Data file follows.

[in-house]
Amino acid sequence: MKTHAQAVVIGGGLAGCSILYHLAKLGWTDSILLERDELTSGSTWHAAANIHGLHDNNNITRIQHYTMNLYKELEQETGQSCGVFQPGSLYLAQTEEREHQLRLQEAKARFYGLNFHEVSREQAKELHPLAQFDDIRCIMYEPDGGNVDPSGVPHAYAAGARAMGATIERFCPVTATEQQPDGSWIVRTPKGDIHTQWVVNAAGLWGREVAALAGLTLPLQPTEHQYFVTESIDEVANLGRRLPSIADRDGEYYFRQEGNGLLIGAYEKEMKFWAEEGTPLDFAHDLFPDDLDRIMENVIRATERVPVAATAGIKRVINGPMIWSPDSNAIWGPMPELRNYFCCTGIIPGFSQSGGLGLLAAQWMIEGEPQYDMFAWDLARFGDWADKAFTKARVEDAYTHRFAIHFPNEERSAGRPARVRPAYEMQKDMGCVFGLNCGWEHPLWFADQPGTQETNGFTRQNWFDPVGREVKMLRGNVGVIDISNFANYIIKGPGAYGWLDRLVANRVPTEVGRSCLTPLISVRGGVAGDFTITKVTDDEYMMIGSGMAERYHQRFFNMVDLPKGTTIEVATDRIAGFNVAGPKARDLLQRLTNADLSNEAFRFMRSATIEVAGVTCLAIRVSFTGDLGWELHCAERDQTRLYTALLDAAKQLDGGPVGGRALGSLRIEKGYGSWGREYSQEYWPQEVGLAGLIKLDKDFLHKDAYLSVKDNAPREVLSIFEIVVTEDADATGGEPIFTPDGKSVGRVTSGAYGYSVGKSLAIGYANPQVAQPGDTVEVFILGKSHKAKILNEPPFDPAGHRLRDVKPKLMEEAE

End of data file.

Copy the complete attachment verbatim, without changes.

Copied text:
[in-house]
Amino acid sequence: MKTHAQAVVIGGGLAGCSILYHLAKLGWTDSILLERDELTSGSTWHAAANIHGLHDNNNITRIQHYTMNLYKELEQETGQSCGVFQPGSLYLAQTEEREHQLRLQEAKARFYGLNFHEVSREQAKELHPLAQFDDIRCIMYEPDGGNVDPSGVPHAYAAGARAMGATIERFCPVTATEQQPDGSWIVRTPKGDIHTQWVVNAAGLWGREVAALAGLTLPLQPTEHQYFVTESIDEVANLGRRLPSIADRDGEYYFRQEGNGLLIGAYEKEMKFWAEEGTPLDFAHDLFPDDLDRIMENVIRATERVPVAATAGIKRVINGPMIWSPDSNAIWGPMPELRNYFCCTGIIPGFSQSGGLGLLAAQWMIEGEPQYDMFAWDLARFGDWADKAFTKARVEDAYTHRFAIHFPNEERSAGRPARVRPAYEMQKDMGCVFGLNCGWEHPLWFADQPGTQETNGFTRQNWFDPVGREVKMLRGNVGVIDISNFANYIIKGPGAYGWLDRLVANRVPTEVGRSCLTPLISVRGGVAGDFTITKVTDDEYMMIGSGMAERYHQRFFNMVDLPKGTTIEVATDRIAGFNVAGPKARDLLQRLTNADLSNEAFRFMRSATIEVAGVTCLAIRVSFTGDLGWELHCAERDQTRLYTALLDAAKQLDGGPVGGRALGSLRIEKGYGSWGREYSQEYWPQEVGLAGLIKLDKDFLHKDAYLSVKDNAPREVLSIFEIVVTEDADATGGEPIFTPDGKSVGRVTSGAYGYSVGKSLAIGYANPQVAQPGDTVEVFILGKSHKAKILNEPPFDPAGHRLRDVKPKLMEEAE